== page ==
Last week eight central banks took policy decisions with only one (Mongolia) cutting its rate while the other seven banks (Poland, South Korea, Indonesia, Serbia, Chile, Peru and Pakistan) kept rates on hold as markets continued to digest the Bank of Japan’s unprecedented monetary easing.
Singapore's Monetary Authority, which uses the exchange rate rather than interest rates to control inflation, also left its monetary policy stance unchanged.
Global policy makers, such as the Federal Reserve’s Ben Bernanke and Christine Lagarde of the International Monetary Fund, have generally welcomed the BOJ’s expansionary move as a welcome contribution to global economic growth.
Stocks markets have also rejoiced while currency markets have pushed down the value of the yen further, a move that may cause friction among Japan’s competitors, especially in Asia.
Some of the additional money being pumped into Japan’s economy will also find its way into higher-yielding currencies, presenting central banks in those countries with the challenge of managing the inflows to avoid domestic asset bubbles and currency appreciation.
Central banks in South America, such as Peru and Brazil, have been tackling these challenges for some time now and at meeting in Rio de Janeiro 10 of the region’s central banks said they were paying “special attention” to global liquidity.
In its statement this week, the Central Bank of Chile again referred to an appreciation of its peso but did not sharpen its language from last month. This was viewed as a signal by the central bank that it is concerned over the currency’s level though not worried enough to start intervening, as it last did from January through December 2011.
In addition to Chile, which merely said Japan’s quantitative easing was reflected in a depreciation of the yen, South Korea’s Monetary Policy Committee didn’t mince words, saying the weak yen would contribute to the country’s negative output gap.
However, in its latest economic outlook, the Bank of Korea’s staff was more balanced, referring to both pluses and minuses from Japan’s move.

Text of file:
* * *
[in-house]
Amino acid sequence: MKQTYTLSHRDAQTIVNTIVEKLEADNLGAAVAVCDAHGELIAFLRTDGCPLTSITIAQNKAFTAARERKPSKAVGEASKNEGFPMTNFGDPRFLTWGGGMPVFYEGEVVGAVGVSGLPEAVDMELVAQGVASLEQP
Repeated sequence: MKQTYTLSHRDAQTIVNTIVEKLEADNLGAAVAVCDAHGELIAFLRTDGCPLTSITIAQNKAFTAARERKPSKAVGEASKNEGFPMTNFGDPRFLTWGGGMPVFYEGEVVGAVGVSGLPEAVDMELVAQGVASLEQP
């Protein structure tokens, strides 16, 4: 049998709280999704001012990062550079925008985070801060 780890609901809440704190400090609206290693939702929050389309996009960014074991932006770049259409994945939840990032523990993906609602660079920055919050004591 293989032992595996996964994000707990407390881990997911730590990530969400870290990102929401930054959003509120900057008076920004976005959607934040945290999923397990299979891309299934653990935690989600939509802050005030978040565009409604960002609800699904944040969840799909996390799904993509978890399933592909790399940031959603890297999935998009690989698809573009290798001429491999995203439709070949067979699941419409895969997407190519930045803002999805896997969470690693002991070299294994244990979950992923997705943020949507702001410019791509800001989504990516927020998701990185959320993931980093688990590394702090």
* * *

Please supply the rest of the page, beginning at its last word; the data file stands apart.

Posing an upside risk from Japan’s move, the BOK outlook said economic growth could be stronger than expected while uncertainty surrounding the value of the yen – diplomatic words for depreciation - posed a downside risk to growth.
The BOK surprised many observers by holding rates steady last week despite the confidence-sapping, sabre-rattling by its northern neighbor and a cut in its growth forecasts. But the bank argued that it was keeping a close eye on the geopolitical risks and the economy was continuing to grow, albeit at a weak level.
Pakistan’s central bank laid out its balancing act succinctly. A decline in inflation has given it room to cut rates except for the fact that a rate cut could encourage an outflow of “speculative” capital that is dearly needed to repay foreign loans, including to the International Monetary Fund.
Through the first 15 weeks of this year, 77 percent of the 141 policy decisions taken by the 90 central banks followed by Central Bank News have lead to unchanged rates, the same ratio as after the first 14 weeks.
In fact, this ratio has remained largely stable this year, illustrating how many central banks – excluding those in the major advanced economies - find themselves in a bit of a sweet spot: Economic activity is slowly strengthening while weak global demand is keeping inflation under control.
Globally, 19 percent of policy decisions this year have lead to rate cuts - largely by central banks in emerging economies and Japan as the first central bank in developed markets – down from 20 percent last week.
Of the 27 rate cuts worldwide so far this year, 37 percent have come from central banks in emerging markets, while banks in other unclassified markets, such as Mongolia last week and Georgia in the previous week, have accounted for 44 percent of the cuts.
LAST WEEK’S (WEEK 15) MONETARY POLICY DECISIONS:
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NEXT WEEK (week 16) features five central bank policy decisions, including Sri Lanka’s meeting that had been tentatively scheduled for last week, Turkey, Brazil, Sweden and Canada.
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